9

I need to write an Annotation to exclude certain values from a result set.

Background:

Distinct values are selected from fields and are listed in a ComboBox. Some of the legacy values are Deprecated and I don't want to show them, even if they are returned by JDBC's SELECT DISTINCT(). It's like a mini-framework where people can build select queries by clicking values from ComboBoxes.

I tried the following (the code does not compile - commented lines are the ways I tried to solve the problem):

public enum JobType {
    //...
    S,
    //...
}

public @interface Exclude {
    Object[] values(); // Invalid type
    Enum[] values(); // Invalid type again
    String[] values(); // Accepts but see the following lines
}

@Table(name = "jobs_view")
public class JobSelectionView extends View {
    //...
    @Exclude(values = {JobType.S.toString()}) // Not a constant expression
    @Exclude(values = {JobType.S.name()}) // Not a constant expression ?!?!?!
    @Exclude(values = {"S"}) // Works but... come on!
    @Enumerated(value = EnumType.STRING)
    @Column(name = "type")
    private JobType type;
    //...
}

I don't like using {"S"}, any suggestions?

5
  • You must use a compile time constant. That means no methods. You can use JobType[]. Jul 6 '15 at 11:39
  • But if declare JobType[] values() then I won't be able to reuse the @Exclude for other types of Enum. Jul 6 '15 at 11:41
  • Possible duplicate: stackoverflow.com/questions/3271659/…
    – assylias
    Jul 6 '15 at 11:42
  • 1
    You can use public static final constants. Jul 6 '15 at 11:42
  • I tried to trick Java with 'public static final String S = JobType.S.name();' but it's more clever than that. :-( Jul 6 '15 at 11:58
1

But if declare JobType[] values() then I won't be able to reuse the @Exclude for other types of Enum.

This is the best way to do what you want, though. Here's the thing:

The class Enum is, itself, meaningless.

It only gains meaning when subclassed. Let's say you want to add another filter, say Color (your own custom Color enum, not java.awt.Color). Obviously, the thing thing that your filtration class is doing is very different for filtering out JobType than it would be for filtering out Color!

Therefore, the best thing to do would be to have each different time of enum you're trying to filter in it's own argument, e.g.

public @interface Exclude {
    JobType[] jobs;
    Color[] colors;
    Foo[] foos;
    Quux[] quuxes;
}

This will accomplish two things:

  1. Make it easy for you to do different filtration behavior for each different filter type.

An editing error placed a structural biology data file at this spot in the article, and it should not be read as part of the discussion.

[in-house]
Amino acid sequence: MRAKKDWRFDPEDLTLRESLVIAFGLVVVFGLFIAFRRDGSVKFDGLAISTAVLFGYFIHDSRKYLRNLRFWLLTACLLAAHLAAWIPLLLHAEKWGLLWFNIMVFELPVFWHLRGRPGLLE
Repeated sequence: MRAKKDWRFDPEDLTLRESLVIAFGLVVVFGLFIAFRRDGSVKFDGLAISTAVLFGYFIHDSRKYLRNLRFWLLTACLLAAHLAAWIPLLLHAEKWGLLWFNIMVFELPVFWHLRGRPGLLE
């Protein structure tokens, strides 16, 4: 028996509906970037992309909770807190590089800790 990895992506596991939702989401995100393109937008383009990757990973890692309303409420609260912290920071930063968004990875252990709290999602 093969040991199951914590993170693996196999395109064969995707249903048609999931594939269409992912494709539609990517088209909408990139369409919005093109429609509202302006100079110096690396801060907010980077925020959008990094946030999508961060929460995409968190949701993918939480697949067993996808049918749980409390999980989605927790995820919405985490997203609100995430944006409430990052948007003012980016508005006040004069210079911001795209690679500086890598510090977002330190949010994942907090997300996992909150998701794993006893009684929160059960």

2. Make the @Excludes annotation more legibile by sorting the different parameters into different groups.

The Javadoc for Enum.name() says:

Returns the name of this enum constant, exactly as declared in its enum declaration. Most programmers should use the toString() method in preference to this one, as the toString method may return a more user-friendly name. This method is designed primarily for use in specialized situations where correctness depends on getting the exact name, which will not vary from release to release.

I suggest you try to tell the people in your company to read up on the Open/Closed principle and explain why violating it would be particularly damaging in this case.

4
  • For me, the important thing was if someone is refactoring the Enum's members (or their name) with an IDE, then the final Strings wouldn't contain the right name()-s. But with your solution it won't happen. Thank you for the answer! Jul 7 '15 at 7:43
  • @AdamHorvath the Javadoc specifically states that they think it is unlikely that people will be renaming enum constants... See Enum.name(). That said, if you're worried about it, you could use toString() instead of name(), though of course that has its own risks.
    – durron597
    Jul 7 '15 at 12:01
  • True, with a reasonable application. But in our "crazy" company we use Enums extensively. The toString() changes even more often, as we attach human-readable names to it; like JobType.S.toString() is "Sample". If you specify EnumType.STRING on your columns than it remains somewhat manageable. Jul 7 '15 at 12:34
  • You could require that all the enums implement an interface ImmutableName { String immutableName(); } which is guaranteed not to change on IDE refactoring... but there would be no way to enforce people implementing the interface, nor actually guaranteeing that immutableName doesn't change. I'm making an edit to my answer now.
    – durron597
    Jul 7 '15 at 13:15

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